Victoria’s Secret cybersecurity manager exploits telecommuting trend from rural Maine lake

Mike Fair is living his dream of retirement on a lake in Maine while working full time managing cybersecurity for his Ohio-based employer.

Fair, associate vice president of information security at Victoria’s Secret, started working from home at the start of the pandemic while still living in Columbus, Ohio, home of the multinational women’s lingerie company. He soon realized, and to his surprise, that he was very efficient outside of the office.

This quickly led to more ambitious plans with his wife and three teenagers, who are homeschooled.

“It made me think, ‘if I can do it from my home in Columbus, I could do it somewhere else, like a house by a lake,'” he said. “We started to see it a bit differently. “

Mike Fair, a cybersecurity manager for Victoria’s Secret, moved from Ohio to Maine in April. He now telecommutes from his rural home office in Lincoln and enjoys trips aboard a wild boar he inherited from his father. Credit: Linda Coan O’Kresik / BDN

Fair’s remote working is part of a major shift triggered by a pandemic at businesses nationwide to determine whether or how many employees should be in the office. As teleworking began during the pandemic, more grassroots workers such as consultants and software developers moved to Maine for security reasons as they continued to work for companies across the country.

More recently, this trend has spread to the executive suite, where managers like Fair report to both head office and manage remote staff teams. This wider geography also helps companies like Victoria’s Secret find scarce cybersecurity talent, essentially bringing the business to skilled workers rather than trying to get them to the home office. The $ 5.4 billion publicly traded company has 25,000 employees and 1,400 retail stores around the world.

Businesses in Maine and across the country are slowly turning to hybrid work models, although most are still experimenting with how best to do it for themselves and their employees, according to a study by McKinsey & Co.

It is also unclear to what extent companies will embrace fully remote working, which is in its early stages. Few executives believe that corporate culture can survive a purely remote working setup, according to a study by PricewaterhouseCoopers. However, most said the switch to remote work had been successful and that they planned to invest in more virtual collaboration tools and train managers to manage a virtual workforce.

Mike Fair, a cybersecurity manager for Victoria’s Secret, has moved from Ohio to Maine, where he telecommutes and manages two teams in remote locations. Credit: Linda Coan O’Kresik / BDN

“Talent is so scarce and such a challenge that some companies are going to incorporate telecommuting into their recruiting strategy and in their ability to retain employees,” said Peter DelGreco, President and CEO of Maine & Co. , an economic development enterprise that attracts businesses to the state.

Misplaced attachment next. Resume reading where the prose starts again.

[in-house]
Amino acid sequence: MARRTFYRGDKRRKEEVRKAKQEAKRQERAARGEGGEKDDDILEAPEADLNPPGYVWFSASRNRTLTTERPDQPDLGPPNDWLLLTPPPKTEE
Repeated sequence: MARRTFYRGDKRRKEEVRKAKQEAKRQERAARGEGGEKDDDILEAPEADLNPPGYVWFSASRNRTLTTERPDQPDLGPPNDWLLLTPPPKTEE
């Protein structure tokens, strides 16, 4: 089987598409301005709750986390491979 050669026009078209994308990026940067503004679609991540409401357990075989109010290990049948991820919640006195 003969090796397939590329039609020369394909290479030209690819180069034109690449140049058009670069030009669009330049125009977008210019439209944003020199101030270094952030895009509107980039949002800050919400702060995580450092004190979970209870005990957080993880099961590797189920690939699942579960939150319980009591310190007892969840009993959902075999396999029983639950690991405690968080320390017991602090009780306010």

He said telecommuting was in discussion with senior management at all of the major companies in Maine, but he’s not sure how far it’s adopted. Some jobs do not require a worker to be in the office. But people with less experience may want to go to the office to be mentored, he said.

“It really is a complicated problem that everyone is grappling with,” said DelGreco.

Fair said there was a need to allow telecommuting to some extent due to the shortage of talented workers. However, telecommuting at Victoria’s Secret is based on job requirements and business needs, not necessarily individual preferences.

Fair, who manages 17 people in two cybersecurity teams located outside of Maine, found a home using online realtor websites and moved her family to Lincoln in April, it was the first time that he was setting foot in the state.

From the start, he knew he had his work cut out for both modernizing his new home and preparing an office there. The house was using water from the lake which was not drinkable, so he had to have a well dug to have drinkable water inside. He also planned for power outages in the rural area and a backup of his broadband internet.

Mike Fair, an Ohio cybersecurity manager, moved to Maine in April and is telecommuting from his rural home office in Lincoln. Credit: Linda Coan O’Kresik / BDN

“This will be our first winter in Maine so we expect power outages,” he said. Getting a backup generator was important, as was setting up a backup for its Spectrum cable internet. He lives between two cell phone towers, so he will use cellular internet if the Spectrum network goes down.

“Streaming calls take up 30 to 40 hours of my time per week,” he said. “At 6 am I talk to our team in Bangalore, India, and I talk to a salesperson or someone else until 7 pm.

He said the key to being productive is having a dedicated office in the house where he can close the door. But not having a trip gives him more time with his family and access to the lake to enjoy the boat he inherited from his father seven years ago.

“I have always had visions of retirement on a lake and with the pandemic, I realized that I could be as effective in telecommuting as in the office,” he said.

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